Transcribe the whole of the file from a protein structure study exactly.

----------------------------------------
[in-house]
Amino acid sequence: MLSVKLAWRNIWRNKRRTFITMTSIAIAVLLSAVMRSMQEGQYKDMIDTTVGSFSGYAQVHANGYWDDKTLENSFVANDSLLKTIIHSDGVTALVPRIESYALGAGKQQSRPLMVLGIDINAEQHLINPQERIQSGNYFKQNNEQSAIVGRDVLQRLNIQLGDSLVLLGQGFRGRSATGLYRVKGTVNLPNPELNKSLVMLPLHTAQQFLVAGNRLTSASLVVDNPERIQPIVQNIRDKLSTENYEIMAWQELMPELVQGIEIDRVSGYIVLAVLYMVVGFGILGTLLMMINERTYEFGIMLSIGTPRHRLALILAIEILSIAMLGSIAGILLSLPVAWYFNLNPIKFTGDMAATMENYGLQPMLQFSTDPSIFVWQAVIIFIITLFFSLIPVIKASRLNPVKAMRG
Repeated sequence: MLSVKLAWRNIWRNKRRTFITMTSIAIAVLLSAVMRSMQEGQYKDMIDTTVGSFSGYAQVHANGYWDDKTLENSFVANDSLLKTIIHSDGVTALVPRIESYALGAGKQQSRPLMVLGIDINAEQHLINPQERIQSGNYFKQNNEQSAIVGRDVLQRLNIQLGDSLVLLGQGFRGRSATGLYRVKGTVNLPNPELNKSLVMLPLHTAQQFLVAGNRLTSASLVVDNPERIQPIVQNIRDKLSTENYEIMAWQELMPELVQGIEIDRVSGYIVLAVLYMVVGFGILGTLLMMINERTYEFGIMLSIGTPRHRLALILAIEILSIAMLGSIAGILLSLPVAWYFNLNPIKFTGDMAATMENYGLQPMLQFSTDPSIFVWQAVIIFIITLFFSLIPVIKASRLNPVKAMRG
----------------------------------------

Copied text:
[in-house]
Amino acid sequence: MLSVKLAWRNIWRNKRRTFITMTSIAIAVLLSAVMRSMQEGQYKDMIDTTVGSFSGYAQVHANGYWDDKTLENSFVANDSLLKTIIHSDGVTALVPRIESYALGAGKQQSRPLMVLGIDINAEQHLINPQERIQSGNYFKQNNEQSAIVGRDVLQRLNIQLGDSLVLLGQGFRGRSATGLYRVKGTVNLPNPELNKSLVMLPLHTAQQFLVAGNRLTSASLVVDNPERIQPIVQNIRDKLSTENYEIMAWQELMPELVQGIEIDRVSGYIVLAVLYMVVGFGILGTLLMMINERTYEFGIMLSIGTPRHRLALILAIEILSIAMLGSIAGILLSLPVAWYFNLNPIKFTGDMAATMENYGLQPMLQFSTDPSIFVWQAVIIFIITLFFSLIPVIKASRLNPVKAMRG
Repeated sequence: MLSVKLAWRNIWRNKRRTFITMTSIAIAVLLSAVMRSMQEGQYKDMIDTTVGSFSGYAQVHANGYWDDKTLENSFVANDSLLKTIIHSDGVTALVPRIESYALGAGKQQSRPLMVLGIDINAEQHLINPQERIQSGNYFKQNNEQSAIVGRDVLQRLNIQLGDSLVLLGQGFRGRSATGLYRVKGTVNLPNPELNKSLVMLPLHTAQQFLVAGNRLTSASLVVDNPERIQPIVQNIRDKLSTENYEIMAWQELMPELVQGIEIDRVSGYIVLAVLYMVVGFGILGTLLMMINERTYEFGIMLSIGTPRHRLALILAIEILSIAMLGSIAGILLSLPVAWYFNLNPIKFTGDMAATMENYGLQPMLQFSTDPSIFVWQAVIIFIITLFFSLIPVIKASRLNPVKAMRG